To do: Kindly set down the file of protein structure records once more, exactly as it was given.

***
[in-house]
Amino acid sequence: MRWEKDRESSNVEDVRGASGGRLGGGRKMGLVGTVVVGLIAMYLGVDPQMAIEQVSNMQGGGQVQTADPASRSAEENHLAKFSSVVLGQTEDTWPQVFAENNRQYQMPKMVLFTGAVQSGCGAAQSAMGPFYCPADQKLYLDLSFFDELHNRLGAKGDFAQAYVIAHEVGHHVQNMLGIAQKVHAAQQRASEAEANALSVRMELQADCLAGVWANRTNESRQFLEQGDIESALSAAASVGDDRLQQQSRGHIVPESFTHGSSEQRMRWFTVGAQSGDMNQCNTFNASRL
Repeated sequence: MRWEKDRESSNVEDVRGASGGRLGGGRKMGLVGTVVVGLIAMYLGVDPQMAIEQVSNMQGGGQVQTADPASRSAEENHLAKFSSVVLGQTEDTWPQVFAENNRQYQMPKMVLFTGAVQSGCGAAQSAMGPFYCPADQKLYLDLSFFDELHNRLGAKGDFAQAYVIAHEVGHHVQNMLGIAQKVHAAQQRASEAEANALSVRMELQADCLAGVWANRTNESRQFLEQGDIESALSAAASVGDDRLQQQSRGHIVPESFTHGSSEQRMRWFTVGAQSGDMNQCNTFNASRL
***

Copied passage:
[in-house]
Amino acid sequence: MRWEKDRESSNVEDVRGASGGRLGGGRKMGLVGTVVVGLIAMYLGVDPQMAIEQVSNMQGGGQVQTADPASRSAEENHLAKFSSVVLGQTEDTWPQVFAENNRQYQMPKMVLFTGAVQSGCGAAQSAMGPFYCPADQKLYLDLSFFDELHNRLGAKGDFAQAYVIAHEVGHHVQNMLGIAQKVHAAQQRASEAEANALSVRMELQADCLAGVWANRTNESRQFLEQGDIESALSAAASVGDDRLQQQSRGHIVPESFTHGSSEQRMRWFTVGAQSGDMNQCNTFNASRL
Repeated sequence: MRWEKDRESSNVEDVRGASGGRLGGGRKMGLVGTVVVGLIAMYLGVDPQMAIEQVSNMQGGGQVQTADPASRSAEENHLAKFSSVVLGQTEDTWPQVFAENNRQYQMPKMVLFTGAVQSGCGAAQSAMGPFYCPADQKLYLDLSFFDELHNRLGAKGDFAQAYVIAHEVGHHVQNMLGIAQKVHAAQQRASEAEANALSVRMELQADCLAGVWANRTNESRQFLEQGDIESALSAAASVGDDRLQQQSRGHIVPESFTHGSSEQRMRWFTVGAQSGDMNQCNTFNASRL